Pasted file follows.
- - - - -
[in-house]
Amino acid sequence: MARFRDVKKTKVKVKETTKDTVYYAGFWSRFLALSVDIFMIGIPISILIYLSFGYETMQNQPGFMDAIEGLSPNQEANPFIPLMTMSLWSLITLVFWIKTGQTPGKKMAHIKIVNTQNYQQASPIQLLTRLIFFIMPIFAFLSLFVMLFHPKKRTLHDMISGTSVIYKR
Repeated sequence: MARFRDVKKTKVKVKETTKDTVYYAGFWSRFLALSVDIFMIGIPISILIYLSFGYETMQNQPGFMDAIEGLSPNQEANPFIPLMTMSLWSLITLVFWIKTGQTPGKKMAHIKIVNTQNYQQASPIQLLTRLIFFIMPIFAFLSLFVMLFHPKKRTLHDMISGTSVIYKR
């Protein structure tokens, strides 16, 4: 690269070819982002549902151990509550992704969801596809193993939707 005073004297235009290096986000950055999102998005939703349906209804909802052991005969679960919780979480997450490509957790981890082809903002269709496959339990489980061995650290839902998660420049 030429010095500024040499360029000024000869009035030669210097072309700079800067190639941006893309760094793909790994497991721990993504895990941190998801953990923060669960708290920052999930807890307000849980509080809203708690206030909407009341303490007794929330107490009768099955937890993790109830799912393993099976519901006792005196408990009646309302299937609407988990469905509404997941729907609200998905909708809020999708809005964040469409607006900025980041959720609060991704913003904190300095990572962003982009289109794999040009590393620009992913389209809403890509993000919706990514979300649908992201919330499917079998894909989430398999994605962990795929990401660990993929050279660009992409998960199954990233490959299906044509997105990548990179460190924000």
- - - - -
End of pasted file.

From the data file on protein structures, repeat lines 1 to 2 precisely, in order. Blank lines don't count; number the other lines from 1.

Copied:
[in-house]
Amino acid sequence: MARFRDVKKTKVKVKETTKDTVYYAGFWSRFLALSVDIFMIGIPISILIYLSFGYETMQNQPGFMDAIEGLSPNQEANPFIPLMTMSLWSLITLVFWIKTGQTPGKKMAHIKIVNTQNYQQASPIQLLTRLIFFIMPIFAFLSLFVMLFHPKKRTLHDMISGTSVIYKR